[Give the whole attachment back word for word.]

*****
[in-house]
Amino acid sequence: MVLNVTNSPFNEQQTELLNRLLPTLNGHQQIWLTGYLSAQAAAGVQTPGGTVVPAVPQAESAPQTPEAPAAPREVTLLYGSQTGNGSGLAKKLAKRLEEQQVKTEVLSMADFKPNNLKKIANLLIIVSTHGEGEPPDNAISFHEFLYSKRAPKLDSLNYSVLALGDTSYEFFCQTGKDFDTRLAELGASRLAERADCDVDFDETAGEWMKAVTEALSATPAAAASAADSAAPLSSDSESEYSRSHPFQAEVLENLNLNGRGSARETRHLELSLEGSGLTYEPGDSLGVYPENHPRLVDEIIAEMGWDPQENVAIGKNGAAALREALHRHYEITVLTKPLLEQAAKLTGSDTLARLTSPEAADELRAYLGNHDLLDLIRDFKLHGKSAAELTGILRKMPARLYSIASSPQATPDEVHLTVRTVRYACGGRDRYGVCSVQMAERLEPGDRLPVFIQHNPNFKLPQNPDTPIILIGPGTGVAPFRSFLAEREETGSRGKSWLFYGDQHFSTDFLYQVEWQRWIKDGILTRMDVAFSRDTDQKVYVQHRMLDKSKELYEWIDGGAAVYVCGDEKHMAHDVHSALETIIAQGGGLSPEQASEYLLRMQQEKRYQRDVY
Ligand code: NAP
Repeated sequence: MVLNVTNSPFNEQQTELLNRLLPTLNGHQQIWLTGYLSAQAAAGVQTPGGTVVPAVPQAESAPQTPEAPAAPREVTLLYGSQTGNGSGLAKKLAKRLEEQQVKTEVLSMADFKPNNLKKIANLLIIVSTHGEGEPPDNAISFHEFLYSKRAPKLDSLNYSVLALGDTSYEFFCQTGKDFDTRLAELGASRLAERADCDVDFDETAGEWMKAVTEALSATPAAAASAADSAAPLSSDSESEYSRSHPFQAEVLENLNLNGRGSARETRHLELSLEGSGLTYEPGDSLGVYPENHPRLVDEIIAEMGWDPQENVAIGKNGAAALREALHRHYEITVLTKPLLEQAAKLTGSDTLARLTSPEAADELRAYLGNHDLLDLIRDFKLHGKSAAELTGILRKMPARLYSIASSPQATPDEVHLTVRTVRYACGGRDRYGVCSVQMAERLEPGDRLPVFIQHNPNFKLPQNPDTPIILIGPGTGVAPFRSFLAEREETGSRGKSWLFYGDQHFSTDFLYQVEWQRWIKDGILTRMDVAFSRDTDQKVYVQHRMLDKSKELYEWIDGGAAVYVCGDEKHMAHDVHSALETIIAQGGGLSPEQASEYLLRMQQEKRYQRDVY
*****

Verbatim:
[in-house]
Amino acid sequence: MVLNVTNSPFNEQQTELLNRLLPTLNGHQQIWLTGYLSAQAAAGVQTPGGTVVPAVPQAESAPQTPEAPAAPREVTLLYGSQTGNGSGLAKKLAKRLEEQQVKTEVLSMADFKPNNLKKIANLLIIVSTHGEGEPPDNAISFHEFLYSKRAPKLDSLNYSVLALGDTSYEFFCQTGKDFDTRLAELGASRLAERADCDVDFDETAGEWMKAVTEALSATPAAAASAADSAAPLSSDSESEYSRSHPFQAEVLENLNLNGRGSARETRHLELSLEGSGLTYEPGDSLGVYPENHPRLVDEIIAEMGWDPQENVAIGKNGAAALREALHRHYEITVLTKPLLEQAAKLTGSDTLARLTSPEAADELRAYLGNHDLLDLIRDFKLHGKSAAELTGILRKMPARLYSIASSPQATPDEVHLTVRTVRYACGGRDRYGVCSVQMAERLEPGDRLPVFIQHNPNFKLPQNPDTPIILIGPGTGVAPFRSFLAEREETGSRGKSWLFYGDQHFSTDFLYQVEWQRWIKDGILTRMDVAFSRDTDQKVYVQHRMLDKSKELYEWIDGGAAVYVCGDEKHMAHDVHSALETIIAQGGGLSPEQASEYLLRMQQEKRYQRDVY
Ligand code: NAP
Repeated sequence: MVLNVTNSPFNEQQTELLNRLLPTLNGHQQIWLTGYLSAQAAAGVQTPGGTVVPAVPQAESAPQTPEAPAAPREVTLLYGSQTGNGSGLAKKLAKRLEEQQVKTEVLSMADFKPNNLKKIANLLIIVSTHGEGEPPDNAISFHEFLYSKRAPKLDSLNYSVLALGDTSYEFFCQTGKDFDTRLAELGASRLAERADCDVDFDETAGEWMKAVTEALSATPAAAASAADSAAPLSSDSESEYSRSHPFQAEVLENLNLNGRGSARETRHLELSLEGSGLTYEPGDSLGVYPENHPRLVDEIIAEMGWDPQENVAIGKNGAAALREALHRHYEITVLTKPLLEQAAKLTGSDTLARLTSPEAADELRAYLGNHDLLDLIRDFKLHGKSAAELTGILRKMPARLYSIASSPQATPDEVHLTVRTVRYACGGRDRYGVCSVQMAERLEPGDRLPVFIQHNPNFKLPQNPDTPIILIGPGTGVAPFRSFLAEREETGSRGKSWLFYGDQHFSTDFLYQVEWQRWIKDGILTRMDVAFSRDTDQKVYVQHRMLDKSKELYEWIDGGAAVYVCGDEKHMAHDVHSALETIIAQGGGLSPEQASEYLLRMQQEKRYQRDVY